Today is the beginning of the end for Australia’s holiday zen.
For the past three weeks, major Australian cities have had a temporary character transplant.
The lack of traffic has meant our cities have briefly adopted a rare personality of calm serenity. Driving across town to see friends on weekends or popping to the shops has been met with open roads and clear skies free of pollution. Pure transport bliss.
Of course, it won’t last.
From today, the darker side of our cities’ character begins to reclaim its natural position of authority.
Traffic congestion will begin to return. Slowly at first, but then in a huge rush once the school year begins in late January, our currently peaceful road system will once again revert to crippling congestion, accompanied by its emotional bedfellows of frustration, aggression and anxiety.
This is no surprise.
Take, for instance, Sydney. In an international city of some five million people, just under 70 percent of Sydney’s trips use private vehicles. That means there are some 12.6 million trips by a vehicle driver or passenger on each average weekday, compared to about 2.1 million public transport trips. It’s no surprise there’s so many car ads on our TVs… and so many cars on our local roads.
As bad as it is now, the problem could get even worse. Infrastructure Australia estimates that, without action, the cost of congestion in Australia’s major cities set to rise from $13.7 billion in 2011 to $53.3 billion in 2031 — that is nearly four times more severe in just 20 years.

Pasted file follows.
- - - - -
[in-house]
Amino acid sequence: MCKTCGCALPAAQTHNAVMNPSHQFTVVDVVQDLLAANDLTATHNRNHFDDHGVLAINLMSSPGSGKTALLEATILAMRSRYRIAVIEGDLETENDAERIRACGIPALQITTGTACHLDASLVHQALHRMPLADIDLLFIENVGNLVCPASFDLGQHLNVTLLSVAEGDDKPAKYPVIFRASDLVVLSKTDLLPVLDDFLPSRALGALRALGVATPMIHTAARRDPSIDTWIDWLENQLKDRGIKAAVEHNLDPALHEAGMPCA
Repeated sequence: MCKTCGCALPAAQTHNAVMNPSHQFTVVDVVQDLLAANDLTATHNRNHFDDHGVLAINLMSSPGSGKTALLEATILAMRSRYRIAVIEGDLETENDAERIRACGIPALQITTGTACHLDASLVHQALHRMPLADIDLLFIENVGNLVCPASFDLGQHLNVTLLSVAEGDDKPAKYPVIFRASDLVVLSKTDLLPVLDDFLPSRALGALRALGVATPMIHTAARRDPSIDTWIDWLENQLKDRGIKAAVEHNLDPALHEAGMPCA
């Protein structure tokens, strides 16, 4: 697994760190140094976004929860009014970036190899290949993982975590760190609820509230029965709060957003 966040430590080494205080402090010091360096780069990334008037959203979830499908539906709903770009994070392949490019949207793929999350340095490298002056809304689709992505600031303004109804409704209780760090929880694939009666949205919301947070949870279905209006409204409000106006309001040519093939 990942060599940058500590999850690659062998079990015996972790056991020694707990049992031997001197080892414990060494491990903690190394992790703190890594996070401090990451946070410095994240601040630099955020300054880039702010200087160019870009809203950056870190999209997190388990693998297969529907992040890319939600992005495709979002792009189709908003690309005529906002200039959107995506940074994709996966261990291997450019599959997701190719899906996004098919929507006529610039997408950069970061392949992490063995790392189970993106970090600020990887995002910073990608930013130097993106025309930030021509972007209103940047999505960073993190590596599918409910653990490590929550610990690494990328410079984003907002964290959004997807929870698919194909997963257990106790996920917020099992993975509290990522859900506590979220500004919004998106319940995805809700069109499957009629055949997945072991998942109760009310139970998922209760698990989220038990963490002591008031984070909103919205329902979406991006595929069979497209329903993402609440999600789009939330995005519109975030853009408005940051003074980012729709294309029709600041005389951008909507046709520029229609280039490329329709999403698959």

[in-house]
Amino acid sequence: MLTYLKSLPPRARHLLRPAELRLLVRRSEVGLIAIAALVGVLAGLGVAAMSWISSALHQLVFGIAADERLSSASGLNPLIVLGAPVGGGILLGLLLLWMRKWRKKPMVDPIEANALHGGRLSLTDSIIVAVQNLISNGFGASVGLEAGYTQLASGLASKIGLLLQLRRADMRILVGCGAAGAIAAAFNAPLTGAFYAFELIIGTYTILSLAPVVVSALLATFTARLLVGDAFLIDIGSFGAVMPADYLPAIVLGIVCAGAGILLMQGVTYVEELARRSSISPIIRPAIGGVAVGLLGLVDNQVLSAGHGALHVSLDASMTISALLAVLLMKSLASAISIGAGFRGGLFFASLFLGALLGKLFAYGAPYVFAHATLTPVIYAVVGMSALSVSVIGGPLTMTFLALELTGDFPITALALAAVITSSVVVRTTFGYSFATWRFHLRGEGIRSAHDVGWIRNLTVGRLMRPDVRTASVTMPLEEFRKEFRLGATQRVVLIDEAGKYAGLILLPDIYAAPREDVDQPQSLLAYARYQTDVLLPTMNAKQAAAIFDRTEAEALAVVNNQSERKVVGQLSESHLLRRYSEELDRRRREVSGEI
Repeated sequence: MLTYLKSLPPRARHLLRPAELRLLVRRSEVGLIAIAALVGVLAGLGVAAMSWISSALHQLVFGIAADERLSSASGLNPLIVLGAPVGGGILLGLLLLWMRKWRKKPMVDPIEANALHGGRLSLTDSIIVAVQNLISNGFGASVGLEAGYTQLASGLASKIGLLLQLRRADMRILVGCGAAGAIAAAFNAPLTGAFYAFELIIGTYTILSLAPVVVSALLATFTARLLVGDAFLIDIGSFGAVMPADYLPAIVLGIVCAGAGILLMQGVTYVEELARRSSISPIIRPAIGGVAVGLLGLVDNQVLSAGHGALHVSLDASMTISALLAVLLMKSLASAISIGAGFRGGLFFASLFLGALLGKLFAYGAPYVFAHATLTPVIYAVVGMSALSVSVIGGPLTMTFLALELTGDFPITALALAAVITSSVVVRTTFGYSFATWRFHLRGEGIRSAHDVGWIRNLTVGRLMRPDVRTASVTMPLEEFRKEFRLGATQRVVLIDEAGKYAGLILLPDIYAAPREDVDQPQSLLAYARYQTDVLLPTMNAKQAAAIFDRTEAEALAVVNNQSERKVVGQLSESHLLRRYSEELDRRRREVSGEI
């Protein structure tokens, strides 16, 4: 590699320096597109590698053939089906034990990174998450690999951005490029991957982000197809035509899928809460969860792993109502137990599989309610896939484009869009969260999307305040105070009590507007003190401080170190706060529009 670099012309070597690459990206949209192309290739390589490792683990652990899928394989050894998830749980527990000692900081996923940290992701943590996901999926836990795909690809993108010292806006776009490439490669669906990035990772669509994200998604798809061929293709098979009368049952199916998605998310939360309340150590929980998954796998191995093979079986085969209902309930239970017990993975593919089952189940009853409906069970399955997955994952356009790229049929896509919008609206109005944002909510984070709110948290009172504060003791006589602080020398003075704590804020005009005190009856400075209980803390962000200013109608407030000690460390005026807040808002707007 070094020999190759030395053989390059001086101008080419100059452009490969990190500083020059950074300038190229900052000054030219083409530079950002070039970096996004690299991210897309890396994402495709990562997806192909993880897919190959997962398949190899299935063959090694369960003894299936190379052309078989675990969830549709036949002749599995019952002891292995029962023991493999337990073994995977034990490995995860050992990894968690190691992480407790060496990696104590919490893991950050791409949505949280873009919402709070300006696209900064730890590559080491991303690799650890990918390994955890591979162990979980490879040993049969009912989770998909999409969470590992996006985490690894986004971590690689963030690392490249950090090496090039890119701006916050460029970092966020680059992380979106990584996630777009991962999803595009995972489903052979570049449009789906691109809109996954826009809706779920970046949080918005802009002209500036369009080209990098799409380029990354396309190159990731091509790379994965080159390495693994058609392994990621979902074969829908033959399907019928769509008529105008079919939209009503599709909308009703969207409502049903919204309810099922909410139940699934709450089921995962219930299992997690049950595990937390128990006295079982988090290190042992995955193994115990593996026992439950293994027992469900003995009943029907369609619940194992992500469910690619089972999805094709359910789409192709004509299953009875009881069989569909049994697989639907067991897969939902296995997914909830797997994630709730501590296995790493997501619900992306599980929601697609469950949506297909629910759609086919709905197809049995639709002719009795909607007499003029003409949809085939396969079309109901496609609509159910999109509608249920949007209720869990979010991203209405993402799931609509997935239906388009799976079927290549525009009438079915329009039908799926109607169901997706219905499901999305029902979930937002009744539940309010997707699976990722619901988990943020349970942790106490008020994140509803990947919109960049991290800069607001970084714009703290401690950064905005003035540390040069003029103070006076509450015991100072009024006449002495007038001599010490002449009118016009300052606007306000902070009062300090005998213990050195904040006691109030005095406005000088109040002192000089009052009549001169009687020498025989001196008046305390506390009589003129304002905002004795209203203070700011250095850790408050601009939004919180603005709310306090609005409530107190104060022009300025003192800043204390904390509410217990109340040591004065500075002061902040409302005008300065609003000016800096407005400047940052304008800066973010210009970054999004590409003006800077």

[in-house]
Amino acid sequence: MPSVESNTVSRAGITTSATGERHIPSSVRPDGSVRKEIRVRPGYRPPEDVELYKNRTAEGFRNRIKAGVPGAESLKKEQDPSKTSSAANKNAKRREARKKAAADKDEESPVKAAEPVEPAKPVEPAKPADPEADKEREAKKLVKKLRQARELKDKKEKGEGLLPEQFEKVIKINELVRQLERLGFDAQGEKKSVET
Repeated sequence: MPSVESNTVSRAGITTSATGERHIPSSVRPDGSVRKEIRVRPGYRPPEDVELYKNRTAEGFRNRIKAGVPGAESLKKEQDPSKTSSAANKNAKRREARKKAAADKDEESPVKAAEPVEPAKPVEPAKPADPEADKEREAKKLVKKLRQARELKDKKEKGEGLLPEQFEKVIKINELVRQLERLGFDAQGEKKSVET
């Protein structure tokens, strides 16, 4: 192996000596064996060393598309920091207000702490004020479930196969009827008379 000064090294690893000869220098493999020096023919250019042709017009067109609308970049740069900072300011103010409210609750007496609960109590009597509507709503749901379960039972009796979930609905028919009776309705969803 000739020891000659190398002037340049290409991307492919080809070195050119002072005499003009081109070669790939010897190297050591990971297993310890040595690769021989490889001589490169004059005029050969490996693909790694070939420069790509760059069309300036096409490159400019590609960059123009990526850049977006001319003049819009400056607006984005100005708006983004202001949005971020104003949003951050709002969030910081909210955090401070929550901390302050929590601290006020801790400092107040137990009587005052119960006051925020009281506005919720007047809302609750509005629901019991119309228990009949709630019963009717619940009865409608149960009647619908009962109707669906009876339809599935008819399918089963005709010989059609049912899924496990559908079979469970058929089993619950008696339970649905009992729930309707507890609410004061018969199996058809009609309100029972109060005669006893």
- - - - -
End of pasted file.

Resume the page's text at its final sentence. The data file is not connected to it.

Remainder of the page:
But what if our capital cities had the opportunity to be in a perpetual state of Christmas/New Year traffic serenity. An environment where there is no road rage, fewer delays and more productivity.
The opportunity awaits us, and what’s more, it can mainly be achieved through innovative regulation rather than huge infrastructure spends. Yet it is an opportunity which is being given scant attention.
Driverless cars are that opportunity. If we introduce driverless cars to our cities in a way that puts the city first, then we may never look back. However, if we do it in a way that advantages only the car industry and the rights of individual drivers, then the city may never recover.
The driverless car revolution is coming towards us at break-neck speed.
A position paper published by the Australian Driverless Vehicles Initiative (ADVI) in September last year found that fully driverless cars will begin to be sold in Australia from 2021, and make up to 30 percent of all sales by 2026. The ADVI is a cooperative partnership program comprising more than 75 Australian and international organisations to manage the safe and successful introduction of driverless vehicles onto Australian roads.
The problem is that driverless cars can either be a blessing or a curse.
Driverless cars will suddenly allow a whole range of people who can’t currently drive, such as the elderly or very young, to be able to access cars. What’s more, driverless cars will appear like a more convenient option because, when you use them, you won’t have to worry about the greatest headache of all car drivers: finding a park. You will just get out of your car and it will then either roam around the streets or find a park somewhere else.